Cat and I finally got to try Thai Fusion Cafe, and I'm glad to report that my expectations were met. No, more than that -- they were totally bowled over! Put it this way: If ever a typhoon catches you in here and Aguirre floods, you can just imagine that you're in Bangkok eating at this secret locals' place beside a klong. That's how I felt after sampling four of Thai Fusion Cafe's dishes -- Tom Yum Goong, Red Chicken Curry, Pad Thai, and Bagoong Rice with Sweet Pork. There's an elusive quality that just tells you a real Thai hand is behind a Thai dish--the balance of flavors, the bright freshness of the herbs and ingredients, the respect with which they treat the food. Not surprisingly, Don's secret weapon is his wife Patty, a Thai he met while working abroad.
The interior of their new location, along Aguirre beside Arti's Boutique (the former site of Chi's) and near the Rodeo Spa, is simply yet tastefully done, with an atrium for al fresco dining that should be very inviting on clear December evenings. Subtle clues to the identity of the chef can be found in the decor -- not the mass-produced tapestries or paintings you'll find in Bangkok's tourist bazaars, but modern prints of signature Thai things such as kickboxing, temples, and portraits of the Thai royal family.
Then there's the earnest tagline Don uses to market his food--not 'authentic Thai', but 'home-cooked Thai cuisine.' Don's a great believer in letting the customer discover the quality of Thai Fusion Cafe as a delightful surprise and gratifying experience, a refreshing approach to branding compared to the hard-sell variety. He's even humble enough to warn that they can't always have everything available, or always produce a dish the same way all the time. That's why he's in no hurry to branch out even with offers on hand; to him quality, not quantity, is paramount and comes first.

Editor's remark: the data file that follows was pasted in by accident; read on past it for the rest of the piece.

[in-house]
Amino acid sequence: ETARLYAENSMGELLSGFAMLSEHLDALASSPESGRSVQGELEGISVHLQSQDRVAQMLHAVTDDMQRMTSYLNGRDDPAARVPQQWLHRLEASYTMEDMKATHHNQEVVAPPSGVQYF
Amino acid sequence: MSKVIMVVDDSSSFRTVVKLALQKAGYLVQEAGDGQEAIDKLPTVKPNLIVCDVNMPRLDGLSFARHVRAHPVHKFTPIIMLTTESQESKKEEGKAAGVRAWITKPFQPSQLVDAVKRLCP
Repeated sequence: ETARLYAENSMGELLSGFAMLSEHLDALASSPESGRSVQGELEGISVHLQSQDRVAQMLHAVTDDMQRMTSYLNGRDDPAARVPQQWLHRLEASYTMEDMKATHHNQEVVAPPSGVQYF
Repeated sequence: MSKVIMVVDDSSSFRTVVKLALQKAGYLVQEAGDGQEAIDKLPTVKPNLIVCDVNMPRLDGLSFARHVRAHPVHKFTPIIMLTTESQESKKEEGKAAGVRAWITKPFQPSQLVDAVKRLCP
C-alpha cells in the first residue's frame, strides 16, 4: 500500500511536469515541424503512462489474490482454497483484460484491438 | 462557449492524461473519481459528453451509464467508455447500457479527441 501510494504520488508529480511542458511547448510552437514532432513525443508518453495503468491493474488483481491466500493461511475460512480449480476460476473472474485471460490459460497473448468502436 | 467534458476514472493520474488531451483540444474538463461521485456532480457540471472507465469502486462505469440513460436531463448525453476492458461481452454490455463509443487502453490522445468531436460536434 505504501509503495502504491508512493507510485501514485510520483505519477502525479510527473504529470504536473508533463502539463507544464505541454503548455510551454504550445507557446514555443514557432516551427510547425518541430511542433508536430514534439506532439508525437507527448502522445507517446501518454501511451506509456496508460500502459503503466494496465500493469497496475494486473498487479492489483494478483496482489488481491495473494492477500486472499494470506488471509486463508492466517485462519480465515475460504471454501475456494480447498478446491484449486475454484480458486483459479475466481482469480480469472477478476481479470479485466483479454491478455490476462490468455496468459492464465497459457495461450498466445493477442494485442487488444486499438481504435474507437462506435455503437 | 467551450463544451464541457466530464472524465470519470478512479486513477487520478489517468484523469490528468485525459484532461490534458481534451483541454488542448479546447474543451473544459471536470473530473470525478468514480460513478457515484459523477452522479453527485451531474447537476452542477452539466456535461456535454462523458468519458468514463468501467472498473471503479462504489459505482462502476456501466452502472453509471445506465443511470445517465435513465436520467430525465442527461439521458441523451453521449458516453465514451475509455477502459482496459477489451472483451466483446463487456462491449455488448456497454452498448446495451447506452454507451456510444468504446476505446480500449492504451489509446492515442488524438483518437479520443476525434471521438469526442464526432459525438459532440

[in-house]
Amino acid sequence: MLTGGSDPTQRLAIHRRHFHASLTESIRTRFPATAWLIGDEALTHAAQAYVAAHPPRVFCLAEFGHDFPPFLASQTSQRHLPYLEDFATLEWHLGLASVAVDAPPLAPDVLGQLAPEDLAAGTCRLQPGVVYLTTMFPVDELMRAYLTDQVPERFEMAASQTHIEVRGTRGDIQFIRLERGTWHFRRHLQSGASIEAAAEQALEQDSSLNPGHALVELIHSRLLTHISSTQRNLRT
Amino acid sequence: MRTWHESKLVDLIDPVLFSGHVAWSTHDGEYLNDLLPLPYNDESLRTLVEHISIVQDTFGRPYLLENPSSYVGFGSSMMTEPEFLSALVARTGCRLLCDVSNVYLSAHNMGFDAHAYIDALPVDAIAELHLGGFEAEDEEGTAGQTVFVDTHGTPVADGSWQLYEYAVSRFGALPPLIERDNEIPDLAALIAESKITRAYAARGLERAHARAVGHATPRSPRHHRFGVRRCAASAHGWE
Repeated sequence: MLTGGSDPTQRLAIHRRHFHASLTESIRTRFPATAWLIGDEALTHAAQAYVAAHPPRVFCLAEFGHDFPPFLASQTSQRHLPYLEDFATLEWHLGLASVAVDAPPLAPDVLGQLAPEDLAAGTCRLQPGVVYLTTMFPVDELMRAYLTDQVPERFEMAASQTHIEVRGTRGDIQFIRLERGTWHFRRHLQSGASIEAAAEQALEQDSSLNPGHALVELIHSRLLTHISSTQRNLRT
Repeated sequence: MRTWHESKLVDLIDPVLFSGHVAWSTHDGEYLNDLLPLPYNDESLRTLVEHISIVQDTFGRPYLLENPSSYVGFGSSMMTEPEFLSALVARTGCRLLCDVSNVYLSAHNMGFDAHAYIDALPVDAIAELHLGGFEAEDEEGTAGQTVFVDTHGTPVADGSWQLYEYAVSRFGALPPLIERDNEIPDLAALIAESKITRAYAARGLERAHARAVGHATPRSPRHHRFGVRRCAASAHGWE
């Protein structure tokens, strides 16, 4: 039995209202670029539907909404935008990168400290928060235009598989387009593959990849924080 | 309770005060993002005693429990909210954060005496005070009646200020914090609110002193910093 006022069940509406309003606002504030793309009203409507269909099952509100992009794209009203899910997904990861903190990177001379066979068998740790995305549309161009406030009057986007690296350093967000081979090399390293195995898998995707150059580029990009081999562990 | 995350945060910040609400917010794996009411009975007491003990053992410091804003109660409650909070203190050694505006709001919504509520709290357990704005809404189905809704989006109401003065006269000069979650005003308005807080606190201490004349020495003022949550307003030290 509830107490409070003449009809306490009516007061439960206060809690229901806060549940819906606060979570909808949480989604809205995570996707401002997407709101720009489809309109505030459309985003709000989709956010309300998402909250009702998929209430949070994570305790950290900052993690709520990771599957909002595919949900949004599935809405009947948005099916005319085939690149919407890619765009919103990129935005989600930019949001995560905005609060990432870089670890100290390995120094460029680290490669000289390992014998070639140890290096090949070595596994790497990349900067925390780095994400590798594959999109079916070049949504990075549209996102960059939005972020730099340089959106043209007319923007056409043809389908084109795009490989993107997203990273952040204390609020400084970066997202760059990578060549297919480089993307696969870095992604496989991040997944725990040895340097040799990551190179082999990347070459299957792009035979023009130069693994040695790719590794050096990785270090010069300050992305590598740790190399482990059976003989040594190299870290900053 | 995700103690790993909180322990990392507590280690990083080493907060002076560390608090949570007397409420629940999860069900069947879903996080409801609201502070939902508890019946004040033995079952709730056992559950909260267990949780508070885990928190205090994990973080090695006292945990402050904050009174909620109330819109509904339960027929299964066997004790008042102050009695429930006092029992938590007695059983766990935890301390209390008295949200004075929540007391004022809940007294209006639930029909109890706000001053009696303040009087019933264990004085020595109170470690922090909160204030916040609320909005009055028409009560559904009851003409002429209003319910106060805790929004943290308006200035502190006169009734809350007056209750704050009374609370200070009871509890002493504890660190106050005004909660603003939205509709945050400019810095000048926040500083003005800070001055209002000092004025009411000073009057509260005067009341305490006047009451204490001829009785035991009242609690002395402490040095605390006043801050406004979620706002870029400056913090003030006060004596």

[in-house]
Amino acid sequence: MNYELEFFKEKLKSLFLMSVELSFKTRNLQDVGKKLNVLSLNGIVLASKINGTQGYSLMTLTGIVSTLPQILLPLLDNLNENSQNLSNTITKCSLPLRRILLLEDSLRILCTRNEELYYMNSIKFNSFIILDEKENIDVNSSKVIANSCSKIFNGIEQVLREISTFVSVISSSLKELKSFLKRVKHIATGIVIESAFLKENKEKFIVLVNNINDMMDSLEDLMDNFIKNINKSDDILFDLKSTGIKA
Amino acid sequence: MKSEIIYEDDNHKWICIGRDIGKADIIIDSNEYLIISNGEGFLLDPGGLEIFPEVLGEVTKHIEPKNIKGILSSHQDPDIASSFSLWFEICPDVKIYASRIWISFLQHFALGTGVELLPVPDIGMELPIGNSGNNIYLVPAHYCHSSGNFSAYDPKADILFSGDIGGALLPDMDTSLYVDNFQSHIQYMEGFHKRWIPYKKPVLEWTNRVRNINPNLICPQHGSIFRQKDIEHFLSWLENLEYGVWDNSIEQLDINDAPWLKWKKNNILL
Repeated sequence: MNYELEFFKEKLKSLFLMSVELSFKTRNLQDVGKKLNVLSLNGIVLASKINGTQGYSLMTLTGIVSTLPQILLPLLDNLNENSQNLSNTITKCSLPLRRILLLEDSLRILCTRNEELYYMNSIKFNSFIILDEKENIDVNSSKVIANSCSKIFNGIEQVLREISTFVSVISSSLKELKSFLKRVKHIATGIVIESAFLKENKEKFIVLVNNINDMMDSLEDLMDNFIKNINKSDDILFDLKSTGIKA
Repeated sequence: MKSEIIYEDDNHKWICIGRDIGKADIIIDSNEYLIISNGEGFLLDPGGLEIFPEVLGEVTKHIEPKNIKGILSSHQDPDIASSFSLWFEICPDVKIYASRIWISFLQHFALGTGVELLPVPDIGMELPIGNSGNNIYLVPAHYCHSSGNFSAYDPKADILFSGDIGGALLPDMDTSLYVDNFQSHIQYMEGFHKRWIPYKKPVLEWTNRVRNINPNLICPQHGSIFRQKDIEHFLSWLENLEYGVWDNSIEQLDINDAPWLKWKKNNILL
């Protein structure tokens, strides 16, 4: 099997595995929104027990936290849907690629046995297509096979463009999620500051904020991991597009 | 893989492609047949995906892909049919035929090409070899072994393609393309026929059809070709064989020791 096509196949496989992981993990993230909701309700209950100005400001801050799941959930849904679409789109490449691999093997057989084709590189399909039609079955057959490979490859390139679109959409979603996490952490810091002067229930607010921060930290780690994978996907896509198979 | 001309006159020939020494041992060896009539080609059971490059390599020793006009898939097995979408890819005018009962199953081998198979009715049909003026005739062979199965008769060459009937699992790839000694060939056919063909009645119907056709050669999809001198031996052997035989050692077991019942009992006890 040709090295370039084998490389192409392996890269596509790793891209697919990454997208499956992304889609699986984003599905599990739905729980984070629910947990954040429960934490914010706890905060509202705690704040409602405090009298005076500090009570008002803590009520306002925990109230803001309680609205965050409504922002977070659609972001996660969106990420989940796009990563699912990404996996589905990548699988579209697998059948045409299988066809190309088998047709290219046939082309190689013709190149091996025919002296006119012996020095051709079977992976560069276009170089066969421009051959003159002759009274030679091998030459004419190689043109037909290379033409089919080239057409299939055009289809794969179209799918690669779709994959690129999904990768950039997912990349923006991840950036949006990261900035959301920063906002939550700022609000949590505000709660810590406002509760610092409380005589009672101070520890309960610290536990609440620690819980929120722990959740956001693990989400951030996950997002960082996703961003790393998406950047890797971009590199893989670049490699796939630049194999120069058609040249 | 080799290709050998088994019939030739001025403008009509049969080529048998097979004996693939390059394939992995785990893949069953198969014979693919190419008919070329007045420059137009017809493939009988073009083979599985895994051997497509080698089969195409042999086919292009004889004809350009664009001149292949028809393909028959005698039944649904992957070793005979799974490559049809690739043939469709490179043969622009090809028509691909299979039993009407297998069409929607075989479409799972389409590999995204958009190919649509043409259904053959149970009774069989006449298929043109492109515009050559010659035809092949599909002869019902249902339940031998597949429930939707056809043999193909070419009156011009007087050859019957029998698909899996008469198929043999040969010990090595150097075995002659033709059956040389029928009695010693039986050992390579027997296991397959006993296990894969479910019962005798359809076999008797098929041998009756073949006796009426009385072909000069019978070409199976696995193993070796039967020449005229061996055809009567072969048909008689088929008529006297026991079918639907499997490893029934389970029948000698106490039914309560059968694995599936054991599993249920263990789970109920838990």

First impression: these fresh, bright flavors are really possible only when you've got fresh Thai herbs to use, and the cook really knows what she's doing! The rich coconut milk sauce was smooth, creamy, shot through with sparks of unique flavor from the Thai basil and other fresh herbs in it. As for the chili level, as expected, their normal is a cut above what you might expect from Malay or Indonesian; which in turn is a cut stronger than North Indian, what I'm most used to. That Thai Milk Tea was indispensable! I had the curry with white rice, as per Don's advice, so I could enjoy the sauce's flavor to its fullest.
Cat was amazed by the complex balance of the soup, quite unlike the Tom Yums in her memory bank. Don speculates that may be because, left to their own devices, Filipino cooks tend to gravitate to the familiar flavor of sinigang and make their Tom Yum closer to our local soup by using less coconut milk and a much more conservative use of herbs. It was a gamble, he says, to introduce his wife's Tom Yum Goong because the Filipino market might already have been used to a modified, Filipinized version of Tom Yum. Me, I think that's a gamble Thai Fusion Cafe is going to win.
A note to the less adventurous -- Don stressed the importance of enjoying these dishes the Thai way. Many Thai offerings, such as the Bagoong Rice with Sweet Pork, have their flavors balanced in such a way that not eating everything on your plate will totally alter your experience. Under his guidance, Cat tossed the sweet stir-fried pork, scrambled egg, mango strips, chilis, chopped string beans and shallots into her rice, and immediately she tasted the difference. I tried it too, and yes, the flavors now came together like a harmonious gamelan symphony. Then we both grabbed our Milk Teas! I'm not sure if the chef was using Thai birdseye chilies or our siling labuyo, but a mere teaspoonful of the stuff is mighty powerful. One reason why the condiments are grouped apart on your plate, aside from the presentation's appeal, is so you can mix as much or as little of each as you want (although he says another reason for the compartmentalized presentation is that some customers may be allergic to some ingredients).
Thai Fusion Cafe was recommended to us by our friend Sheila Amora, owner of Funky Plum. She was so eager to have Good Living BF feature this restaurant, she even followed up a few days after texting us her recommendation. Now we know why. Had my mom been born Thai, I think this is how she'd have cooked. Honest, unpretentious, yet lovingly dedicated to quality. This is the real stuff!
You may also want to try their other bestsellers: Chicken Pandan, Thai Toast, (Fried) Glass Noodle Spring Rolls, Pork or Chicken Satay, and the Papaya Salad.